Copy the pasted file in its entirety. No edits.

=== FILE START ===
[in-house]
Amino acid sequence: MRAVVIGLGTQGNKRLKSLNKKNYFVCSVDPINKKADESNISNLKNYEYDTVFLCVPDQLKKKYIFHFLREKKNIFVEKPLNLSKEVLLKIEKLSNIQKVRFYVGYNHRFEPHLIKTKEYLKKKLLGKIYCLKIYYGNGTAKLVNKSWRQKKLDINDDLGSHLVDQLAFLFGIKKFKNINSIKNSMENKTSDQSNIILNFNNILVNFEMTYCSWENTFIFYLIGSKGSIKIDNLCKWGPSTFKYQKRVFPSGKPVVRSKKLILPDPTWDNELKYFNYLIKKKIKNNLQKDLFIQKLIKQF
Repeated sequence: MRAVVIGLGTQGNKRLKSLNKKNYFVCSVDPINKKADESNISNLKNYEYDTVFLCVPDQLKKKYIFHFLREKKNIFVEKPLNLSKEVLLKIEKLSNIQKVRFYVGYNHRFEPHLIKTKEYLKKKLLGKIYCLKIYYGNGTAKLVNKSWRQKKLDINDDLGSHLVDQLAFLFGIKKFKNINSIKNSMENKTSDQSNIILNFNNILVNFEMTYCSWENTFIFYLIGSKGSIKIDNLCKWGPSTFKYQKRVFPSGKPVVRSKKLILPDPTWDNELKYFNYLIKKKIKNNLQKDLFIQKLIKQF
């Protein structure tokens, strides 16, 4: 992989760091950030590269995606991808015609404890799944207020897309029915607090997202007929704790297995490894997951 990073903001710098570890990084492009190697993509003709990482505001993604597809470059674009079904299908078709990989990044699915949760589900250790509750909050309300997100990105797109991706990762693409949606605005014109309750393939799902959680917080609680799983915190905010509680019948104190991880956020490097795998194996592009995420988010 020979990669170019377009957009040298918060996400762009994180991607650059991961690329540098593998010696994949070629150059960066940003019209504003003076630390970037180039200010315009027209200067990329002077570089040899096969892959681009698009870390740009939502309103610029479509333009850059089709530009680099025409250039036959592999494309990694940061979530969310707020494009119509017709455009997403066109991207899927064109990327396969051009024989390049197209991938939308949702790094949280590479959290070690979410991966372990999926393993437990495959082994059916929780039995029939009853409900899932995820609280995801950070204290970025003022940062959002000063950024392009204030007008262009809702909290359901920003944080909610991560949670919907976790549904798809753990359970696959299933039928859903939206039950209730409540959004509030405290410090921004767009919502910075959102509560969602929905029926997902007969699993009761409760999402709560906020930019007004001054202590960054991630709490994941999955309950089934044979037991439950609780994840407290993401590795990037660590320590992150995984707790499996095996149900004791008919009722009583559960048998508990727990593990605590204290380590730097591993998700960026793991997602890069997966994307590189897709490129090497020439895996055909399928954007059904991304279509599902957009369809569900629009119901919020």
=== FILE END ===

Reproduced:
[in-house]
Amino acid sequence: MRAVVIGLGTQGNKRLKSLNKKNYFVCSVDPINKKADESNISNLKNYEYDTVFLCVPDQLKKKYIFHFLREKKNIFVEKPLNLSKEVLLKIEKLSNIQKVRFYVGYNHRFEPHLIKTKEYLKKKLLGKIYCLKIYYGNGTAKLVNKSWRQKKLDINDDLGSHLVDQLAFLFGIKKFKNINSIKNSMENKTSDQSNIILNFNNILVNFEMTYCSWENTFIFYLIGSKGSIKIDNLCKWGPSTFKYQKRVFPSGKPVVRSKKLILPDPTWDNELKYFNYLIKKKIKNNLQKDLFIQKLIKQF
Repeated sequence: MRAVVIGLGTQGNKRLKSLNKKNYFVCSVDPINKKADESNISNLKNYEYDTVFLCVPDQLKKKYIFHFLREKKNIFVEKPLNLSKEVLLKIEKLSNIQKVRFYVGYNHRFEPHLIKTKEYLKKKLLGKIYCLKIYYGNGTAKLVNKSWRQKKLDINDDLGSHLVDQLAFLFGIKKFKNINSIKNSMENKTSDQSNIILNFNNILVNFEMTYCSWENTFIFYLIGSKGSIKIDNLCKWGPSTFKYQKRVFPSGKPVVRSKKLILPDPTWDNELKYFNYLIKKKIKNNLQKDLFIQKLIKQF
């Protein structure tokens, strides 16, 4: 992989760091950030590269995606991808015609404890799944207020897309029915607090997202007929704790297995490894997951 990073903001710098570890990084492009190697993509003709990482505001993604597809470059674009079904299908078709990989990044699915949760589900250790509750909050309300997100990105797109991706990762693409949606605005014109309750393939799902959680917080609680799983915190905010509680019948104190991880956020490097795998194996592009995420988010 020979990669170019377009957009040298918060996400762009994180991607650059991961690329540098593998010696994949070629150059960066940003019209504003003076630390970037180039200010315009027209200067990329002077570089040899096969892959681009698009870390740009939502309103610029479509333009850059089709530009680099025409250039036959592999494309990694940061979530969310707020494009119509017709455009997403066109991207899927064109990327396969051009024989390049197209991938939308949702790094949280590479959290070690979410991966372990999926393993437990495959082994059916929780039995029939009853409900899932995820609280995801950070204290970025003022940062959002000063950024392009204030007008262009809702909290359901920003944080909610991560949670919907976790549904798809753990359970696959299933039928859903939206039950209730409540959004509030405290410090921004767009919502910075959102509560969602929905029926997902007969699993009761409760999402709560906020930019007004001054202590960054991630709490994941999955309950089934044979037991439950609780994840407290993401590795990037660590320590992150995984707790499996095996149900004791008919009722009583559960048998508990727990593990605590204290380590730097591993998700960026793991997602890069997966994307590189897709490129090497020439895996055909399928954007059904991304279509599902957009369809569900629009119901919020």